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Teli Ktuapsimk

NSCC faculty member Nik Phillips in profile against a forest
Faculty member Nik Phillips spoke with students about autumnal medicines and plants.

The Program

The Accelerated Poqji-kina’masulti’kw tel-kina’mujik mijua’ji’jk program, or Accelerated Mi’kmaw Early Childhood Education program, brings an Etuaptmumk (Two-Eyed Seeing) approach to how early childhood development and education are understood. Students study online and then gather twice a year for in-person land-based learning and connection.

Read on to learn about what students experienced as they gathered for one of the in-person sessions.

The Gathering

In November 2022, students were invited to a long weekend gathering aimed at providing them with the skills to use culture, land and language to process and heal. Arriving in We’kopekitk (Truro), students were greeted by their faculty, student support, mentors and Elder, Grandmother Marilyn Francis.

Students spent the evening completing the Indigenous Trauma Informed Empowerment Course, geared towards identifying vicarious trauma and the recycling of trauma. They explored colonial trauma, how trauma impacts the brain and how these traumas impact the next generations (intergenerational trauma). The students studied hands-on coping skills, including the importance of the “strong women’s” song, sung on the hand drum.

“Who knew we’d make a sisterhood in a matter of days.”

Nipuktuk – the place we go to heal

Rising early for an entire day on the land, students started their first full day outside by visiting Mi’kmawey Debert, one of the oldest ancestral sites of the Mi’kmaq. They learned how their ancestors lived amongst this area over 13,500 years ago, based on carbon dated material. A member of the Mi’kmawey Debert Cultural Centre team provided a tour of the grounds and discussed the upcoming plans for their new cultural centre.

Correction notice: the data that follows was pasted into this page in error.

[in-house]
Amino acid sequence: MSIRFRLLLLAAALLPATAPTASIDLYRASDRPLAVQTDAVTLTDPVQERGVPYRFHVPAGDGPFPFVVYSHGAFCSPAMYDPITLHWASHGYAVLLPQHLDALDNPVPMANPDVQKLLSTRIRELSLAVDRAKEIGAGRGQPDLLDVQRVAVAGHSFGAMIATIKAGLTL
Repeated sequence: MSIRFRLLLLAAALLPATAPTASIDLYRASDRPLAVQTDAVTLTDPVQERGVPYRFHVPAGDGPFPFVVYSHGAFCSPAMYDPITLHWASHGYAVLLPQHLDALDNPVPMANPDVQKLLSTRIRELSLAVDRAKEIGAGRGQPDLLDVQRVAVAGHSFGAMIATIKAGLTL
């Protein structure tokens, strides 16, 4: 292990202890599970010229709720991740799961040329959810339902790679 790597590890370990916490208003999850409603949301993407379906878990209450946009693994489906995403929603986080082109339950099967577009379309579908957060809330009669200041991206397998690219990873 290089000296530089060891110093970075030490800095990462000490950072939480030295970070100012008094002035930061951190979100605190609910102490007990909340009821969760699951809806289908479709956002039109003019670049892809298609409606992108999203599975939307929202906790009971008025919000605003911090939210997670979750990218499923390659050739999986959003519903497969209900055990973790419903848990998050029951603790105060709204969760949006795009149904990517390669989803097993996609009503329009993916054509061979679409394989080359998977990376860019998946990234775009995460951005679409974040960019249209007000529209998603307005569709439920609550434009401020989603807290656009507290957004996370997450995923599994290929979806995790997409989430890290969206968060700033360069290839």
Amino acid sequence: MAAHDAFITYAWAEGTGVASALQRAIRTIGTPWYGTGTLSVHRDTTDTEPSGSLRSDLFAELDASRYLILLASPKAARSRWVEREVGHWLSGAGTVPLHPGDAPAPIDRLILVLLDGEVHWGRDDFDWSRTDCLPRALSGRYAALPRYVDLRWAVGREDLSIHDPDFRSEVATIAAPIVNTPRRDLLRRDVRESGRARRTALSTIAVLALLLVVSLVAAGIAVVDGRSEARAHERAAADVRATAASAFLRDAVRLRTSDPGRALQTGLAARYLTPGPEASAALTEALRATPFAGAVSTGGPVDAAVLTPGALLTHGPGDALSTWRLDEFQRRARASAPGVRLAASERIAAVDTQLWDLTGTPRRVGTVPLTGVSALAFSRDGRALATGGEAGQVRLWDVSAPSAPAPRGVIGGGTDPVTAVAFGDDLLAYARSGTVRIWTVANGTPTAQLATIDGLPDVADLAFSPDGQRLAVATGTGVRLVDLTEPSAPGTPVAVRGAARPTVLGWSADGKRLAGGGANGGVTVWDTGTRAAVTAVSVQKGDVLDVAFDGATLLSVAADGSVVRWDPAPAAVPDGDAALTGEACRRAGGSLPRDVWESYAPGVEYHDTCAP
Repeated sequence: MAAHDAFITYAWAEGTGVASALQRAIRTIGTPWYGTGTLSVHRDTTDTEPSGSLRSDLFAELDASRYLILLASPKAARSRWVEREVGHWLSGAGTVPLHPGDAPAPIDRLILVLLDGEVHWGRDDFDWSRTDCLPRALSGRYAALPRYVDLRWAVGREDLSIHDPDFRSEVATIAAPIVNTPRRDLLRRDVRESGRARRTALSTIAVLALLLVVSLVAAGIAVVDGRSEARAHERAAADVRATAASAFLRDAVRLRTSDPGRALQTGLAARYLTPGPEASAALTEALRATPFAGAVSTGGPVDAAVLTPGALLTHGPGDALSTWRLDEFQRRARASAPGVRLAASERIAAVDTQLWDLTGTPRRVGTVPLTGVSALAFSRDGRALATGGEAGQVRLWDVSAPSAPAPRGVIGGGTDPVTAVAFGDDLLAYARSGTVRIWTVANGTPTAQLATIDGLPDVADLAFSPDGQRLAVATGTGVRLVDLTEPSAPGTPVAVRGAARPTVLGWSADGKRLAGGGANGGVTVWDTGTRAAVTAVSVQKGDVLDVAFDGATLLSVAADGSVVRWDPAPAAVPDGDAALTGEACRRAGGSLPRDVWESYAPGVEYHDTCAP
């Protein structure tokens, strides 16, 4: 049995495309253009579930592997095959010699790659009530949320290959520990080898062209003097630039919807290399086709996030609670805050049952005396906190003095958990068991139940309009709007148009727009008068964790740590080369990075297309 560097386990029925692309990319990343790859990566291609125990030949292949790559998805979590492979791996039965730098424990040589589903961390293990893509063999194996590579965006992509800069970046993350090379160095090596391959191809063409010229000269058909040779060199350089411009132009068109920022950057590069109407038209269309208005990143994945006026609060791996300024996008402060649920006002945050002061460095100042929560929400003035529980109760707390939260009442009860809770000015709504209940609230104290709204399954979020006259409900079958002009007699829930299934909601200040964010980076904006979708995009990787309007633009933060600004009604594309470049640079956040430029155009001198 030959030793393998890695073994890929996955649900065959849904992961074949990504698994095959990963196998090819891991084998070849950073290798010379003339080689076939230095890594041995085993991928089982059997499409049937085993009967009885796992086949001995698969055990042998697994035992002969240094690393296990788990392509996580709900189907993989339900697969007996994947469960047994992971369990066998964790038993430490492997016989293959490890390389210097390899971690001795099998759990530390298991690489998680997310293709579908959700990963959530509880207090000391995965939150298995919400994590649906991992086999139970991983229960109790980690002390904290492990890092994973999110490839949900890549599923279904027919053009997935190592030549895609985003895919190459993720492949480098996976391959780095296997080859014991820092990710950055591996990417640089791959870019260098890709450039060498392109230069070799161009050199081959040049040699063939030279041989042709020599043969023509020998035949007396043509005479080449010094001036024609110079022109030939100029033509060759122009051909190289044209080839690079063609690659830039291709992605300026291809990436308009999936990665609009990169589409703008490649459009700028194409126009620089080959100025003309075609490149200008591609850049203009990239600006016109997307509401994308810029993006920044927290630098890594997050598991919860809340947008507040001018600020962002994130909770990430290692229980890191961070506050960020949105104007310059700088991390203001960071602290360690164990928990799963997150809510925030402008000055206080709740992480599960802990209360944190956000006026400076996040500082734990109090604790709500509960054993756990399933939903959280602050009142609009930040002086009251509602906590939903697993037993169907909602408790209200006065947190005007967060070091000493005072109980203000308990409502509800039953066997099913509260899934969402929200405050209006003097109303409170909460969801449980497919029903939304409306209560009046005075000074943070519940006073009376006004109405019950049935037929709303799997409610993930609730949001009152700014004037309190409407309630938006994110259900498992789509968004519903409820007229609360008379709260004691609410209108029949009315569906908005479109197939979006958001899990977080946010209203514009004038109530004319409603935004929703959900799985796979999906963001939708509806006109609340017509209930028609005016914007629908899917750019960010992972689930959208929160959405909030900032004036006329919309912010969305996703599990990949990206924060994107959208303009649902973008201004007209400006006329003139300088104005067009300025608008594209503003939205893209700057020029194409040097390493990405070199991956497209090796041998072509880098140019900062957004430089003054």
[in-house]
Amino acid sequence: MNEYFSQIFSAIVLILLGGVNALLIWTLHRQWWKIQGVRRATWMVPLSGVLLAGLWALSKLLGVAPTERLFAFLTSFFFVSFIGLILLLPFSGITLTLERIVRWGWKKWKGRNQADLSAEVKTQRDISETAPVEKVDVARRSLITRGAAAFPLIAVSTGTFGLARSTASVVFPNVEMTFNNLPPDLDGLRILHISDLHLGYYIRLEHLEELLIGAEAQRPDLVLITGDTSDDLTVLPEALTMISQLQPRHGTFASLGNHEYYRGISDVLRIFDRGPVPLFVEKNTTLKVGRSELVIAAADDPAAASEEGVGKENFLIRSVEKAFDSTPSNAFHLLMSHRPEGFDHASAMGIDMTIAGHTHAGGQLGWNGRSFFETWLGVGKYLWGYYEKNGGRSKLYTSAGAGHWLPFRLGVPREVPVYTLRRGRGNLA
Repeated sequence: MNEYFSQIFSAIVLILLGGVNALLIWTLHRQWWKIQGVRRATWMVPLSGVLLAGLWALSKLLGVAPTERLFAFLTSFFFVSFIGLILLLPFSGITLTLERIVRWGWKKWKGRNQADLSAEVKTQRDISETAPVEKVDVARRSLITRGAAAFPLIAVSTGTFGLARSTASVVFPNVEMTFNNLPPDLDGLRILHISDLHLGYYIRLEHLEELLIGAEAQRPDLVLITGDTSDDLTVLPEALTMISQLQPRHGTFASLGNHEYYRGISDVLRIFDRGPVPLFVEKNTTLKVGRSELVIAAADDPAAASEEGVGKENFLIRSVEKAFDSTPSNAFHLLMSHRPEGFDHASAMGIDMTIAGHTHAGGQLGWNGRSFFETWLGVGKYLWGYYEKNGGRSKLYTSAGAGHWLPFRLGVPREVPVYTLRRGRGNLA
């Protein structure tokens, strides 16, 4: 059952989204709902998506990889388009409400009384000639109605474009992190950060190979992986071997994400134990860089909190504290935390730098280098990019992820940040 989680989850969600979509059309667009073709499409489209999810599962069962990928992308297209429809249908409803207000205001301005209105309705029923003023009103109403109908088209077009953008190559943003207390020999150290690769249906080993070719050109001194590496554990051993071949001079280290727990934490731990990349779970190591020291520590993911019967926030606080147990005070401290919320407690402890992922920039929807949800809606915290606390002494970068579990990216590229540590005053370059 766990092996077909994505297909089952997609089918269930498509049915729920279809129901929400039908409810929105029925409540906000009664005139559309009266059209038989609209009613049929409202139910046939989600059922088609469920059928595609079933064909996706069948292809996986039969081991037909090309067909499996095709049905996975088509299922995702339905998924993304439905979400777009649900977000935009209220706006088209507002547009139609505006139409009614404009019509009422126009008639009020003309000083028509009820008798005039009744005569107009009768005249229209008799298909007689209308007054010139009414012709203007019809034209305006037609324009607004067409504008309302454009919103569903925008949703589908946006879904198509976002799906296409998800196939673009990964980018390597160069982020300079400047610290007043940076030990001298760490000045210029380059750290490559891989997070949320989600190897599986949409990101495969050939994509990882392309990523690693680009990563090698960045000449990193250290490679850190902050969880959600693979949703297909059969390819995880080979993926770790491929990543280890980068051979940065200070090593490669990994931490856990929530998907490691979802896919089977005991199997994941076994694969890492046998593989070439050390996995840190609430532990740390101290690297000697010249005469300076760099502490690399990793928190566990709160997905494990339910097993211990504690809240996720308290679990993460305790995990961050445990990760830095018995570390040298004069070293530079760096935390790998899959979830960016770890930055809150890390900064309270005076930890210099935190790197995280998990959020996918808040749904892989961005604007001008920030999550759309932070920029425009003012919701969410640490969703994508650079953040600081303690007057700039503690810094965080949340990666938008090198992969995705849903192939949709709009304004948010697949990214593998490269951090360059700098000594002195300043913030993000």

Students spent part of the visit identifying plants, trees and medicines. They learned the legends of the medicines, their traditional names and their medicinal properties while learning lessons around the six-Mi’kmaq-worlds and how they relate to the modern day.

“I didn’t realize there were so many medicines in the woods.”

Finding Grandmother and Kluskap

Next, students visited Taqamiku’jk (Parrsboro), the home of Kluskap’s Grandmother Nukumi, where they explored the importance of water to understand that water is life. Students discovered Mi’kmaq legends as they relate to place, understanding that the legends serve as an entry point in unlocking and decoding their personal relationships to the natural environment.

After a steep two-kilometre hike over the mountain, students stood by the mountain’s edge to observe the home of Kluskap on Cape Split, directly across the bay.

Students stand at in a gazebo overlooking the ocean.
Left to Right: Jada Lynch, Kate Augustine, Stephanie Denny, Marian Nicholas, Keeley Stubbs

As the tides changed, students explored the beaches for Kuntew (Rocks) – specifically gems and semi-precious stones – traditionally used by the Mi’kmaq. Students learned of the most precious stone of all: Grandfathers, a specific lava infused stone used for sweat lodge ceremonies. With the help of a few students, Grandmother Marilyn offered Tobacco, lit a fire, and gathered some Grandfathers for her planned sweat lodge ceremony.